Does bullying increase compliance?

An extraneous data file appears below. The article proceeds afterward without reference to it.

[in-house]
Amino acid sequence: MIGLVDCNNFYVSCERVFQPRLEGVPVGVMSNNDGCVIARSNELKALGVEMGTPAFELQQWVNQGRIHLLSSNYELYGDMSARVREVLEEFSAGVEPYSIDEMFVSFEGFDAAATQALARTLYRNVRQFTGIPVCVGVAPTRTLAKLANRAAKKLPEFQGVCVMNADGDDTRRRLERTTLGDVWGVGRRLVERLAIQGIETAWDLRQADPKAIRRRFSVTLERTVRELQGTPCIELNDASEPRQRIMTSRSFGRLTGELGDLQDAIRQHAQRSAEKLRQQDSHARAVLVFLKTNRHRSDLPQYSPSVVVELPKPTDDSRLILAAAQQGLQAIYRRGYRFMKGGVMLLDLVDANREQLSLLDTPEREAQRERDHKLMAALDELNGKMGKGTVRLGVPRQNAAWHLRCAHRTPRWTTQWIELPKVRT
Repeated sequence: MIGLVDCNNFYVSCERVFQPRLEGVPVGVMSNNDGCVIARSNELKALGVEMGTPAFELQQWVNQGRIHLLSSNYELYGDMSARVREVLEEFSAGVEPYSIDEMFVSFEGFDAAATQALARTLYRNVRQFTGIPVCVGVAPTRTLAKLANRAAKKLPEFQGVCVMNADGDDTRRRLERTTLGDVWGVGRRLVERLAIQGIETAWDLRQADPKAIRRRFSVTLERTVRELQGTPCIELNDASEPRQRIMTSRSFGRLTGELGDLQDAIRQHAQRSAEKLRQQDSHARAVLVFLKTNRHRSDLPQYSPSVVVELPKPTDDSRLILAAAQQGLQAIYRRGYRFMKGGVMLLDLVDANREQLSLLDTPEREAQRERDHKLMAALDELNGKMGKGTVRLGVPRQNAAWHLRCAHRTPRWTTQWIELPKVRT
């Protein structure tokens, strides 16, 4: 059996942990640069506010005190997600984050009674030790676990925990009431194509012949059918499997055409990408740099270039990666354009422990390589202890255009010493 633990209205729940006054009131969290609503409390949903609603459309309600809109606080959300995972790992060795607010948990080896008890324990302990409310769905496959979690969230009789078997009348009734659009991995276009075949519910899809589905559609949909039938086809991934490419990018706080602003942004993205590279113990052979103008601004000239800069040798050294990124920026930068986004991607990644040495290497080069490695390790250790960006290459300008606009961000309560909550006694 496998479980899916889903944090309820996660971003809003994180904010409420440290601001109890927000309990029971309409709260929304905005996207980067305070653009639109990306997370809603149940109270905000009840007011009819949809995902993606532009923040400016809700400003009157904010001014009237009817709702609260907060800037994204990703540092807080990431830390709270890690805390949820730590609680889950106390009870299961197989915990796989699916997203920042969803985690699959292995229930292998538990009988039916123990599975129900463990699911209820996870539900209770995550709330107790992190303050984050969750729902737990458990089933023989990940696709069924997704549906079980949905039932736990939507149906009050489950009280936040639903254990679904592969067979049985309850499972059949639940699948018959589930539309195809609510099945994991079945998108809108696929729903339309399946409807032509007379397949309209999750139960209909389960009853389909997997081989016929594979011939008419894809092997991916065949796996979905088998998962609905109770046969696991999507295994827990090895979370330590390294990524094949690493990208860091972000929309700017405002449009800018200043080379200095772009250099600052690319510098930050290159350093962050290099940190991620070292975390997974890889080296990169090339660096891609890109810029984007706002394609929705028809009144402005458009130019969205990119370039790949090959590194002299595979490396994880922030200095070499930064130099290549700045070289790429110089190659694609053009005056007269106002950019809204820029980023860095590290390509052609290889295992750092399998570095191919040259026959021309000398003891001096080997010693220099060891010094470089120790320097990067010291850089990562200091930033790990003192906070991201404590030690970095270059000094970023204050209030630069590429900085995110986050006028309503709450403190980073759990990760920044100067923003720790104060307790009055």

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Social ostracism can be a form of bullying at the workplace (a process of frequent and repeated acts of hostile communication and humiliation of an employee). Previous findings suggest that experimentally evoked ostracism leads to compliance. The aim of the present studies was to examine willingness to comply among bullying targets. It was found that being subjected to bullying is connected with lower proneness to comply with various requests of coworkers (the first study, N = 197). A drop in the self-reported compliance rate occurred among those bullied participants who were presented with a description of various types of social exclusion at the workplace (second study, N = 309). It is argued that long-term rejection and maltreatment diminishes victims’ self-regulation and tendency to fortify threatened needs.
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